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Following the resignation of Albert Pickles, Burnley took their time in choosing his replacement and in October 1932 brought Tom Bromilow back from a coaching role in Holland to become the new Burnley manager.

It was a major surprise, most of the previous managers had been appointed from within the club and those who hadn’t were relatively local. Bromilow, from Liverpool, was also unique in that he was the first Burnley manager to have ever played the game at a professional level. Bromilow had not only played the game professionally but had won two League Championship medals with home town club Liverpool, for whom he played over 300 league games at wing half. He had also picked up five England caps, the last of which had come in 1925.

On retiring from the playing side in 1930 he took up a coaching position in Amsterdam. He and his wife failed to settle in the Netherlands so he accepted the job at Burnley when it was offered where he took over a side that was struggling near the bottom of the Second Division and at a time when interest in the club was at a low.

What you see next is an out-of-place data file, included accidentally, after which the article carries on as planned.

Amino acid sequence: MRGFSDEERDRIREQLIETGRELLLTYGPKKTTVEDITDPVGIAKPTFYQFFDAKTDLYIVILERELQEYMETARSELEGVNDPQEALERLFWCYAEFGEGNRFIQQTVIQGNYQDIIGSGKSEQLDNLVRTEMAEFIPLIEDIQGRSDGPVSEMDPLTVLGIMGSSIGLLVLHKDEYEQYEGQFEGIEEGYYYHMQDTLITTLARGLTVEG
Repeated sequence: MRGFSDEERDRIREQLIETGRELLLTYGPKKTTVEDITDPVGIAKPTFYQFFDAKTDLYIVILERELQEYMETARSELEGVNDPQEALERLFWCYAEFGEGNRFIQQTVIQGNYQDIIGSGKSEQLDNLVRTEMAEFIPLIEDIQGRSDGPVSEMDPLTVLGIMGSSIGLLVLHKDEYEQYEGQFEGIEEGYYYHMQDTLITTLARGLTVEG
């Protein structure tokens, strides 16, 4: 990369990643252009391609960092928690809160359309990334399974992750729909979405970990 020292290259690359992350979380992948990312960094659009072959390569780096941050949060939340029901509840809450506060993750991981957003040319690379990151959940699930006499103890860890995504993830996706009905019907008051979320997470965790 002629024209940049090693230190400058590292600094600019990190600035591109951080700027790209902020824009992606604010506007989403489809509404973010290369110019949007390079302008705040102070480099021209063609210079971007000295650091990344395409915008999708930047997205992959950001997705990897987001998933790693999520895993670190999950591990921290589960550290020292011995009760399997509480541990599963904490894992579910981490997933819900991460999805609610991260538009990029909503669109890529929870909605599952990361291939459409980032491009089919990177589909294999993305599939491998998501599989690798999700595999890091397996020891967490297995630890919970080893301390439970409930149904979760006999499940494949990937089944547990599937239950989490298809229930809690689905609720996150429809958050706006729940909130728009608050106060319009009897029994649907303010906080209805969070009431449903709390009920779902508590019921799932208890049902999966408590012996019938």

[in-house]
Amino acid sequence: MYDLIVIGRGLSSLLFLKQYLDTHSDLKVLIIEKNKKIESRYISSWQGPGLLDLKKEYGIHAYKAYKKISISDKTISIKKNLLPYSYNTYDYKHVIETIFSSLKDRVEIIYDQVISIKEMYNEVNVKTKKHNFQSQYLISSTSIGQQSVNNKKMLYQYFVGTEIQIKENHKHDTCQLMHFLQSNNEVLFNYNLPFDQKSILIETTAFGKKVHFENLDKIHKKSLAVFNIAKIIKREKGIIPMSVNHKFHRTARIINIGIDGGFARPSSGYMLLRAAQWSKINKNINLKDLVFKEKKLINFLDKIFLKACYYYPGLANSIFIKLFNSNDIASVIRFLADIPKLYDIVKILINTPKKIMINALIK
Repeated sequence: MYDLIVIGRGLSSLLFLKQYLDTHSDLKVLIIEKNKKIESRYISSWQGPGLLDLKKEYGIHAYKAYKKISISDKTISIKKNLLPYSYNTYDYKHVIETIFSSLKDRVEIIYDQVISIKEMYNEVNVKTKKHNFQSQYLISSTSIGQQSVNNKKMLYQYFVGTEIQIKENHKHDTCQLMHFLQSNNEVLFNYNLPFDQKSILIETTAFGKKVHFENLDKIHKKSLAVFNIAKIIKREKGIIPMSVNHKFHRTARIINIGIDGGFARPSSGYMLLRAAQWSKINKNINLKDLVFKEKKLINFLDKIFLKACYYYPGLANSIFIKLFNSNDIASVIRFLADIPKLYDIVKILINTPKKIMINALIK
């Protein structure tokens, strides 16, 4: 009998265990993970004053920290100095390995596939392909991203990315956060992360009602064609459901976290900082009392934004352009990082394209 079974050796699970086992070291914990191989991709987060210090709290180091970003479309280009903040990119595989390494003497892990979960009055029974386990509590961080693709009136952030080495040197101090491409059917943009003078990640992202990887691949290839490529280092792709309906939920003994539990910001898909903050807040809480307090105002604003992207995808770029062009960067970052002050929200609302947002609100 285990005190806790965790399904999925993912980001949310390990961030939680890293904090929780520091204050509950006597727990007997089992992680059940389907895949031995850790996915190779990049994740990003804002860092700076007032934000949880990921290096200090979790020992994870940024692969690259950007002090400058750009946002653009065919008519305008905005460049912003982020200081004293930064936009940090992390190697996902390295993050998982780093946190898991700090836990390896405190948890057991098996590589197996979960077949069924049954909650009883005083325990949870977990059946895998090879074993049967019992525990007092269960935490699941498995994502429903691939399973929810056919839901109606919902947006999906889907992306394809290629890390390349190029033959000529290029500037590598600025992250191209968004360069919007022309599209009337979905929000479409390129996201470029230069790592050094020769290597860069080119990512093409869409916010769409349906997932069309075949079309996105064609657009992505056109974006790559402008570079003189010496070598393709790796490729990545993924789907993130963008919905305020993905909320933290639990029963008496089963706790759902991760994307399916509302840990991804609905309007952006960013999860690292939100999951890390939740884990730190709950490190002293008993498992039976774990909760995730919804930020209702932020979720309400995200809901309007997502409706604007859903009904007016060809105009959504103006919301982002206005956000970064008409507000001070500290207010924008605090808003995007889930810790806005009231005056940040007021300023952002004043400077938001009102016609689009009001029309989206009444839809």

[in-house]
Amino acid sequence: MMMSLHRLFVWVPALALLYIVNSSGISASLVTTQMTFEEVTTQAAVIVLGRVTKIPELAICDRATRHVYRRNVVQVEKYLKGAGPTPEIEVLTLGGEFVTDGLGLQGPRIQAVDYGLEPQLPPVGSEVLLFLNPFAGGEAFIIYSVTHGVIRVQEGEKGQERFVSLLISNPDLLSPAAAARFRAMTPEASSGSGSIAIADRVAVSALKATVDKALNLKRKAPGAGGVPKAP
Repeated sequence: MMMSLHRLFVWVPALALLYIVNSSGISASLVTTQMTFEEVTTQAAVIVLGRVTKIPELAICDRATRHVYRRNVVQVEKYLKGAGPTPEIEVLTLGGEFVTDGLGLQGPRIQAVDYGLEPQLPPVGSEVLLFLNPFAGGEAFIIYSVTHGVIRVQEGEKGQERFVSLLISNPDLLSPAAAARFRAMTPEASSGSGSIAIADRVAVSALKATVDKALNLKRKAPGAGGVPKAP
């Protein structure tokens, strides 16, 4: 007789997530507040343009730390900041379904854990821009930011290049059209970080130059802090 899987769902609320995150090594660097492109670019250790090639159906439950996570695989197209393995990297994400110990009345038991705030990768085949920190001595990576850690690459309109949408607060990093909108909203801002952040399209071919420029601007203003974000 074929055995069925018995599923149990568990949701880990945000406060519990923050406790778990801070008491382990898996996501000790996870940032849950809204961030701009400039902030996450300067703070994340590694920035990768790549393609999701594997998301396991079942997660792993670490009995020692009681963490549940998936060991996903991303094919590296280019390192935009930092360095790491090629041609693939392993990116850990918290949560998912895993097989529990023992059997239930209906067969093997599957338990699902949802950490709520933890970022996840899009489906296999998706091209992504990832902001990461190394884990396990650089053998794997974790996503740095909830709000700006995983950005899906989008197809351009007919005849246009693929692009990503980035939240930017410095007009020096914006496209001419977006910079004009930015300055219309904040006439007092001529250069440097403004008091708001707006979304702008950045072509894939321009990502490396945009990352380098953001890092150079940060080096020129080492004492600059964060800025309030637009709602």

He didn’t bring about much improvement during his time at Turf Moor and the first season ended with a nineteenth place finish, the same as in the previous season. He made changes to the side, and brought in new players to little effect although one signing did make a big impact and that was George Brown. Brown was signed from Aston Villa but had played in the Huddersfield Town team during the 1920s that had won the league in three consecutive seasons under manager Herbert Chapman. He was 31 by the time he arrived at Burnley but the centre-forward more than justified Bromilow’s decision to sign him by scoring 27 goals in 41 games.

The 1933/34 and 1934/35 seasons saw slight improvements with the club finishing in mid-table, but on both occasions it was in the bottom half of the league. During the summer of 1935 there was speculation that Bromilow might be about to leave the club. He was linked with a number of jobs and in the end he did leave Burnley to become manager of Crystal Palace. He was at Palace for the 1935/36 before leaving the club, hoping to land the vacant position at Liverpool. Having been unsuccessful he returned to Palace in the December of the same year, continuing in the role until the summer of 1939 just prior to the outbreak of World War II.

During the war he managed Leicester City and had a short spell in charge of Newport County after the resumption of football in the late forties before returning to scout for Leicester. He died suddenly at Nuneaton on a train at the age of 64 in March 1959 whilst on his way to scout a player for Leicester at a game between Wrexham and Merthyr Tydfil.

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